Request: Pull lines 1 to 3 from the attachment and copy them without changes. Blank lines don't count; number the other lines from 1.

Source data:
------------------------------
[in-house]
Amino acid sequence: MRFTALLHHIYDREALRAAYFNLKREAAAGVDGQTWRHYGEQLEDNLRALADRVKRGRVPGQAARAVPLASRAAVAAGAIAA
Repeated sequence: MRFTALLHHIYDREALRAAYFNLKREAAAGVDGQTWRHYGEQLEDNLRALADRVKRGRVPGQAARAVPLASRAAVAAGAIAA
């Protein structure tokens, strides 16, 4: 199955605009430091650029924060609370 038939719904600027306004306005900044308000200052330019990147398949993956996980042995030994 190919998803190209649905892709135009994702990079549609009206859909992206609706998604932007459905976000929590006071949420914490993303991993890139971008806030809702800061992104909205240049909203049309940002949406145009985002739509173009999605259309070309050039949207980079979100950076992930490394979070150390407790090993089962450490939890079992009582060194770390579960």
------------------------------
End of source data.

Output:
[in-house]
Amino acid sequence: MRFTALLHHIYDREALRAAYFNLKREAAAGVDGQTWRHYGEQLEDNLRALADRVKRGRVPGQAARAVPLASRAAVAAGAIAA
Repeated sequence: MRFTALLHHIYDREALRAAYFNLKREAAAGVDGQTWRHYGEQLEDNLRALADRVKRGRVPGQAARAVPLASRAAVAAGAIAA